Customary courts served as a primary means for settling domestic cases, such as succession, inheritance, and child custody. Customary courts may exercise jurisdiction in a civil case only with the consent of both parties. Either party has the right to have a case heard by a statutory court and to appeal an adverse decision by a customary court to the statutory courts.

Customary court convictions involving alleged witchcraft are automatically transferred to the statutory courts, which act as the courts of first instance. The law provides for sentences of between two and 10 years’ imprisonment and fines of between 5,000 CFA ($10) and 100,000 CFA ($200). There were no arrests or trials for alleged witchcraft reported during the year.

Customary law is deemed valid only when it is not “repugnant to natural justice, equity, and good conscience,” but many citizens in rural areas remained unaware of their rights under civil law and were taught they must abide by customary laws. Customary law ostensibly provides for equal rights and status, although men may limit women’s rights regarding inheritance and employment. Customary law practiced in rural areas is based upon the traditions of the ethnic group predominant in the specific region and is adjudicated by traditional authorities of that group. Some traditional legal systems regard wives as the legal property of their husbands.

Military tribunals may exercise jurisdiction over civilians when the president declares martial law and in cases involving civil unrest or organized armed violence. Military tribunals also have jurisdiction over gang crimes, banditry, and highway robbery if such crimes are committed with firearms.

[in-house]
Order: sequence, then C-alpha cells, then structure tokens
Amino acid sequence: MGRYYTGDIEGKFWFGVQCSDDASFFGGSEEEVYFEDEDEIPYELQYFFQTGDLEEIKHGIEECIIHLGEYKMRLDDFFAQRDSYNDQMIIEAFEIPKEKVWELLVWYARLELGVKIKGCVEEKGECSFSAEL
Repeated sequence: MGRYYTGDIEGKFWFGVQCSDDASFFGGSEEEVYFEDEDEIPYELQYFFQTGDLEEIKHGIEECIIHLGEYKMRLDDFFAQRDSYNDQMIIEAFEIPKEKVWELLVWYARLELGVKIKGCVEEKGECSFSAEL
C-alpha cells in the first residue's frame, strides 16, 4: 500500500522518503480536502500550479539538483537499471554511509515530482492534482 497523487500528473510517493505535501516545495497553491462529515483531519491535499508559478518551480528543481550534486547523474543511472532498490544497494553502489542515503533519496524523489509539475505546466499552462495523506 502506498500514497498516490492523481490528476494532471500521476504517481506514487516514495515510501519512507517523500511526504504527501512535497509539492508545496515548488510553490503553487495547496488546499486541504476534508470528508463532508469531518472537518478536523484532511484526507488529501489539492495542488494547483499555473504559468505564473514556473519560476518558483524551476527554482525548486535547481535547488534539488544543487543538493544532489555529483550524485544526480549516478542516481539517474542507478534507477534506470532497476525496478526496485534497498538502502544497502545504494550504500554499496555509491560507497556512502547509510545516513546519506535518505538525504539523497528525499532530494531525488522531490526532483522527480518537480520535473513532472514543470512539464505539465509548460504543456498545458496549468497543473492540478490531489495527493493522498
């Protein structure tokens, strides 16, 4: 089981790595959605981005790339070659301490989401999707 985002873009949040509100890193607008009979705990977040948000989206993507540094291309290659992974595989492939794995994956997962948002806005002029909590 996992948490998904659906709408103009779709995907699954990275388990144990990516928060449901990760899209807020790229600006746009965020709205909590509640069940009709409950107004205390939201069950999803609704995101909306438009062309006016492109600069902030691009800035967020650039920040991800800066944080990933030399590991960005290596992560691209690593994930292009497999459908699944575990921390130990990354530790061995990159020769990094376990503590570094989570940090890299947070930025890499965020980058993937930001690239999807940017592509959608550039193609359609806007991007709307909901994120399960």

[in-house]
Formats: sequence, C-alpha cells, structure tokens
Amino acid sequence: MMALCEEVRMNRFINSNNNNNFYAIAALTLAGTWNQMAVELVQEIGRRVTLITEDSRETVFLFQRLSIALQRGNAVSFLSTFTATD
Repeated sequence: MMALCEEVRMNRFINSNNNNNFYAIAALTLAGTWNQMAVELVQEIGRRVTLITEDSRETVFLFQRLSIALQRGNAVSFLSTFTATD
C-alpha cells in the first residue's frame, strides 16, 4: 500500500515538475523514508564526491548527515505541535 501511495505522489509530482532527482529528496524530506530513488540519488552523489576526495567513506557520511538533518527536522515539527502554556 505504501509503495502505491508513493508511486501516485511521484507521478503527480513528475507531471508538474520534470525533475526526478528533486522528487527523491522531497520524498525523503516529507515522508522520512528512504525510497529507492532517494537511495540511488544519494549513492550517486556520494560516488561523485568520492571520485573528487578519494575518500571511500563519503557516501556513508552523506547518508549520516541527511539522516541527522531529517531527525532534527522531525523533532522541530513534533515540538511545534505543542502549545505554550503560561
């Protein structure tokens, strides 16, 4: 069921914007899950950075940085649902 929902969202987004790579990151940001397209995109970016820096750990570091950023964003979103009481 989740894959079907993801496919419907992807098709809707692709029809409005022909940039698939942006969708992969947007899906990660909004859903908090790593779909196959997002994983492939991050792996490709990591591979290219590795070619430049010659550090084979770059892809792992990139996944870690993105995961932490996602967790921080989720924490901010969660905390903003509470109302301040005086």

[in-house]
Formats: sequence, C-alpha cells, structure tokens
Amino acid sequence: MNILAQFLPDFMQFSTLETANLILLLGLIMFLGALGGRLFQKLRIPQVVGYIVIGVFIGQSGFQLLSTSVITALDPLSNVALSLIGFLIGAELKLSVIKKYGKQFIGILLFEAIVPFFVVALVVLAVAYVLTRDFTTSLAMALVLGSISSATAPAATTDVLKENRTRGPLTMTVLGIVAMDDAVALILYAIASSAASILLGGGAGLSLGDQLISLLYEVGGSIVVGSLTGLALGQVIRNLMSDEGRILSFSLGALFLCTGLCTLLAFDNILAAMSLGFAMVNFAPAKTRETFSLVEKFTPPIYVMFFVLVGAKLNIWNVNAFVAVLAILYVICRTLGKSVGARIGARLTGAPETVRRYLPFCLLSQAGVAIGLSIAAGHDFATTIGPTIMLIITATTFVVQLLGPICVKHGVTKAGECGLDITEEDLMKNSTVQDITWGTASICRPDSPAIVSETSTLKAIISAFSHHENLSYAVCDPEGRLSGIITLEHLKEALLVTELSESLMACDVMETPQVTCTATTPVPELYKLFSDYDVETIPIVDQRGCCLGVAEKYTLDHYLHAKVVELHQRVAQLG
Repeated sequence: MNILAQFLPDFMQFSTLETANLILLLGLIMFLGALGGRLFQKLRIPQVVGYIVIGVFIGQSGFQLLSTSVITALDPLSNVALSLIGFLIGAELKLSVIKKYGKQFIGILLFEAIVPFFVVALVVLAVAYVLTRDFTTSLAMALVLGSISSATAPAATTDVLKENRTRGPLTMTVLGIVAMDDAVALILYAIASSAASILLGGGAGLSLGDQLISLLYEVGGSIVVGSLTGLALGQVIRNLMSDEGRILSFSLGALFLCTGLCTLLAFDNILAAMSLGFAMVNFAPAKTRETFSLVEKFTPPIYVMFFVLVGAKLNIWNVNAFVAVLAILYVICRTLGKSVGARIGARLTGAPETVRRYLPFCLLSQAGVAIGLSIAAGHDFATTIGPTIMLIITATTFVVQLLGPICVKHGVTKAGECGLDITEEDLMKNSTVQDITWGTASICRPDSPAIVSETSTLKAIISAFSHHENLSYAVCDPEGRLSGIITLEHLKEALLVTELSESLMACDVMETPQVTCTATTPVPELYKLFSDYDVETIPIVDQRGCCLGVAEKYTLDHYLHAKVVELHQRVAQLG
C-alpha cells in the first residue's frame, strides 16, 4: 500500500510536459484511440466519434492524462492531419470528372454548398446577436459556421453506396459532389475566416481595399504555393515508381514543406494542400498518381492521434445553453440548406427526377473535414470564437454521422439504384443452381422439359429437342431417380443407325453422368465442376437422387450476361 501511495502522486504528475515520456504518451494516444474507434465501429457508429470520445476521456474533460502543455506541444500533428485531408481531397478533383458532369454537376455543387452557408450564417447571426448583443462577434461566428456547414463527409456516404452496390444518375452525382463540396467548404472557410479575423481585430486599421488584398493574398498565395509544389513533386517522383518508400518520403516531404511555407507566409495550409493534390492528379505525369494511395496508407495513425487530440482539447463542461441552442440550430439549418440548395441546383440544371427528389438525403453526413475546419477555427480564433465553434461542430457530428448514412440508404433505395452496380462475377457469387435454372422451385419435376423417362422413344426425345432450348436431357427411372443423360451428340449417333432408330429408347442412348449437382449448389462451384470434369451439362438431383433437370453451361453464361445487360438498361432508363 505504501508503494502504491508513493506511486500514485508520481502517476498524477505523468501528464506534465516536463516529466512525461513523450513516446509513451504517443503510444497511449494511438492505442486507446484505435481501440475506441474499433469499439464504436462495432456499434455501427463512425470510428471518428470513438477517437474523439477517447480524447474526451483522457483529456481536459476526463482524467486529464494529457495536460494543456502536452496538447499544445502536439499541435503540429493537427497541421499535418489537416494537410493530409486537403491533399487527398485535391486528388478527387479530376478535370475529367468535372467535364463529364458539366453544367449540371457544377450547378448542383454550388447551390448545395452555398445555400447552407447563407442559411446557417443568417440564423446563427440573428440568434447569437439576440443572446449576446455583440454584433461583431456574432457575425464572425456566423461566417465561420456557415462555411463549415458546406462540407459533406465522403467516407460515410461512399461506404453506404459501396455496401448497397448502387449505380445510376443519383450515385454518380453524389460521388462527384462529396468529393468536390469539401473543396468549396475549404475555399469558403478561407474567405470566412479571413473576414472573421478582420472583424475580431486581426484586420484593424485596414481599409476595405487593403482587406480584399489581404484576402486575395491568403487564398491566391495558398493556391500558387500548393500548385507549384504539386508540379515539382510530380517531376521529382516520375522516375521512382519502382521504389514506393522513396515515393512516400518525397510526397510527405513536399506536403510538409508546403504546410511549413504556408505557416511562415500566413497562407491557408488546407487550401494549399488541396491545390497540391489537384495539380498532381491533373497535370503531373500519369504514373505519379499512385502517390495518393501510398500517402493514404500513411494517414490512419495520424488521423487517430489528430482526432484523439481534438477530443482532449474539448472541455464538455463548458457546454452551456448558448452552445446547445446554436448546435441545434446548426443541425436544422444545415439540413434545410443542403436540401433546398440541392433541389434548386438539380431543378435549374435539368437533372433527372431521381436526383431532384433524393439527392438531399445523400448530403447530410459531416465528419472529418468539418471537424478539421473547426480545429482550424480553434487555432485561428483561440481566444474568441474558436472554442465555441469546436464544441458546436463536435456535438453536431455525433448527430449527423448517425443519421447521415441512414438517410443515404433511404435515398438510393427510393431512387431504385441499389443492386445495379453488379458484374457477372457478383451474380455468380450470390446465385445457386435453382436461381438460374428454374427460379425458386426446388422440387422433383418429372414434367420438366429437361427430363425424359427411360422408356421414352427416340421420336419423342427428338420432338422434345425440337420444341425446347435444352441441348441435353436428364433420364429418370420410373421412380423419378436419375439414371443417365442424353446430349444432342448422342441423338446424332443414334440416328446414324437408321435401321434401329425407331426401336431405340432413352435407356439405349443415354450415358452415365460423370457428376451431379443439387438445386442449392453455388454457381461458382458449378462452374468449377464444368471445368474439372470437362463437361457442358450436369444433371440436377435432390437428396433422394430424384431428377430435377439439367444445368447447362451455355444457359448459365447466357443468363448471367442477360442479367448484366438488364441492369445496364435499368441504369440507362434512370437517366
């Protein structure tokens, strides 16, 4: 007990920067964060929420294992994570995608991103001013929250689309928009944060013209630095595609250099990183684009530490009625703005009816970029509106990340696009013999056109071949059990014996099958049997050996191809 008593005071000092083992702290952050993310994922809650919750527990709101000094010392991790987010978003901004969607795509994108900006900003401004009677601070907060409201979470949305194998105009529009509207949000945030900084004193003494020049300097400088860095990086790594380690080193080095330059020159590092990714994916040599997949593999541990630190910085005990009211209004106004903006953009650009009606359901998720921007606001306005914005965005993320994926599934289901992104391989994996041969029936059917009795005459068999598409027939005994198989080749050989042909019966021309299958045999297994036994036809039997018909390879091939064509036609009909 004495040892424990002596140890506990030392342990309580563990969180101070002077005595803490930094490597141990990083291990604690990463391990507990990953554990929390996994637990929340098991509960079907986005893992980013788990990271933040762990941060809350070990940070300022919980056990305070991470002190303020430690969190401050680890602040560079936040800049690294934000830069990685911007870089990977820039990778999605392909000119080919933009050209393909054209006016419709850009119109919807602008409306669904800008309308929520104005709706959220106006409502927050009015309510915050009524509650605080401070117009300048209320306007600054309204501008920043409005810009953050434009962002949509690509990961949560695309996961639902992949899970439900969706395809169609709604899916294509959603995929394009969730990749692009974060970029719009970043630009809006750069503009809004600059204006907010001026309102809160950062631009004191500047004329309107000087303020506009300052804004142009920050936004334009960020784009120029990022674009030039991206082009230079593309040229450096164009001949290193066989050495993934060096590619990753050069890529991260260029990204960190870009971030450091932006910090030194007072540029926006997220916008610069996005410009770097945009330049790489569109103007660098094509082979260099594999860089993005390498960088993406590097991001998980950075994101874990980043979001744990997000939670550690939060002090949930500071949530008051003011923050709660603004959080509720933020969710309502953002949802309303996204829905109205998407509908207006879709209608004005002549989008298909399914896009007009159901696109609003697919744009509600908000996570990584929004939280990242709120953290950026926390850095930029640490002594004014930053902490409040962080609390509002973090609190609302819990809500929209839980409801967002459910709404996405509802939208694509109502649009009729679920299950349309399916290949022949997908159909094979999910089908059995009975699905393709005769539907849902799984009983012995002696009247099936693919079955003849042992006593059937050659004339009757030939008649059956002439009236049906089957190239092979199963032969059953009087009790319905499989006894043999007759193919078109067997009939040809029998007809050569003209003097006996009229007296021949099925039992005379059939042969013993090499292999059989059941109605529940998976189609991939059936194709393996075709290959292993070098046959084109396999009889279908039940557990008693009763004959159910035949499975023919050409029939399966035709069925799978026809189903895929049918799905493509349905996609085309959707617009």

Trial Procedures

The law provides for a fair public hearing, without undue delay, in which the defendant is presumed innocent, but authorities did not always respect the law. Defendants have the right to be informed promptly and in detail of the charges, with free interpretation as necessary. There is no jury system. Defendants have the right to be present and to consult with an attorney in a timely manner, and the government generally respected this right. Authorities generally allowed defendants to question witnesses and to present witnesses and evidence on their own behalf. Defendants have the right to adequate time and facilities to prepare a defense and not to be compelled to testify or confess guilt. Defendants have access to government-held evidence relevant to their cases, although in some cases the government did not make the evidence available in timely fashion. Defendants may appeal a conviction. The law extends these rights to all citizens.

Because appointed attorneys received little compensation, the quality of legal representation for indigent clients was often poor. Despite a law providing for attorneys for indigent defendants at public expense, lawyers often refused to defend such clients, claiming the government’s compensation was inadequate. Human rights organizations such as the Network of Defenders of Human Rights in Central Africa (REDHAC) and voluntary organizations such as the Cameroonian Association of Female Jurists and Lawyers without Borders helped provide legal assistance in some cases, but defendants in courts of first instance and high courts were often prosecuted without being offered legal counsel. Generally, only defendants who run the risk of a life sentence or death penalty are systematically provided legal assistance. The law extends these rights to all citizens.